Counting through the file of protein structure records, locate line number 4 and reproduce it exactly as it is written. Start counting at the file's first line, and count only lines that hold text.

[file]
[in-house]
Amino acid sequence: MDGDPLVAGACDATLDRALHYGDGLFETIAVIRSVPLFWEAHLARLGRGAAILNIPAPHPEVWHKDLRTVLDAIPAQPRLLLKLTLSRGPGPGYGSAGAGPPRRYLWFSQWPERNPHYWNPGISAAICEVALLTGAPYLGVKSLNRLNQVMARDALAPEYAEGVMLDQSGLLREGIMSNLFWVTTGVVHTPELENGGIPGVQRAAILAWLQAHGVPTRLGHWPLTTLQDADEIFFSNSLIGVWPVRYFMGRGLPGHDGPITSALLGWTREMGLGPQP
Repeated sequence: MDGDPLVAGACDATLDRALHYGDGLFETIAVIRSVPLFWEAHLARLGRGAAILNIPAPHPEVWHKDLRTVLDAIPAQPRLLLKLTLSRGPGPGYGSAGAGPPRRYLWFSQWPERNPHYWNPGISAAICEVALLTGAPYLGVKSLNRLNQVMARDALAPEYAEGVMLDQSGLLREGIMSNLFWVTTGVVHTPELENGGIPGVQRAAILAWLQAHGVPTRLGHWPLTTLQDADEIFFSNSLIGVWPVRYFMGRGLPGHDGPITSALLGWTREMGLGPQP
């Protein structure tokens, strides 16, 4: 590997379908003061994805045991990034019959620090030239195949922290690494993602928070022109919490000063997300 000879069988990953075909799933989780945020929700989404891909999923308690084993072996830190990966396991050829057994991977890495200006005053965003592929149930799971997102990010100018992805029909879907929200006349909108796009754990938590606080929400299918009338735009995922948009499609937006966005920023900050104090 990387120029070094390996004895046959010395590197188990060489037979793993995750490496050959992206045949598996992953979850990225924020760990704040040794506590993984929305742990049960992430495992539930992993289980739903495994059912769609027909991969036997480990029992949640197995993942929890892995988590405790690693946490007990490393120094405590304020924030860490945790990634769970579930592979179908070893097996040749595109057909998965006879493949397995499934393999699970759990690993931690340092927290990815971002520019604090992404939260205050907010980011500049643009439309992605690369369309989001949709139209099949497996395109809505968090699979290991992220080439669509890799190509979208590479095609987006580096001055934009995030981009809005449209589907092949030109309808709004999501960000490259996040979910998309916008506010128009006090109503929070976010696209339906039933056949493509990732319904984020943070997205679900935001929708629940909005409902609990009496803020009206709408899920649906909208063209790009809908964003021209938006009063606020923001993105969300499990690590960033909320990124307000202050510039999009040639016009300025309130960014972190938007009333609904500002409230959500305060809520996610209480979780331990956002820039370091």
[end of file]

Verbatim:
């Protein structure tokens, strides 16, 4: 590997379908003061994805045991990034019959620090030239195949922290690494993602928070022109919490000063997300 000879069988990953075909799933989780945020929700989404891909999923308690084993072996830190990966396991050829057994991977890495200006005053965003592929149930799971997102990010100018992805029909879907929200006349909108796009754990938590606080929400299918009338735009995922948009499609937006966005920023900050104090 990387120029070094390996004895046959010395590197188990060489037979793993995750490496050959992206045949598996992953979850990225924020760990704040040794506590993984929305742990049960992430495992539930992993289980739903495994059912769609027909991969036997480990029992949640197995993942929890892995988590405790690693946490007990490393120094405590304020924030860490945790990634769970579930592979179908070893097996040749595109057909998965006879493949397995499934393999699970759990690993931690340092927290990815971002520019604090992404939260205050907010980011500049643009439309992605690369369309989001949709139209099949497996395109809505968090699979290991992220080439669509890799190509979208590479095609987006580096001055934009995030981009809005449209589907092949030109309808709004999501960000490259996040979910998309916008506010128009006090109503929070976010696209339906039933056949493509990732319904984020943070997205679900935001929708629940909005409902609990009496803020009206709408899920649906909208063209790009809908964003021209938006009063606020923001993105969300499990690590960033909320990124307000202050510039999009040639016009300025309130960014972190938007009333609904500002409230959500305060809520996610209480979780331990956002820039370091």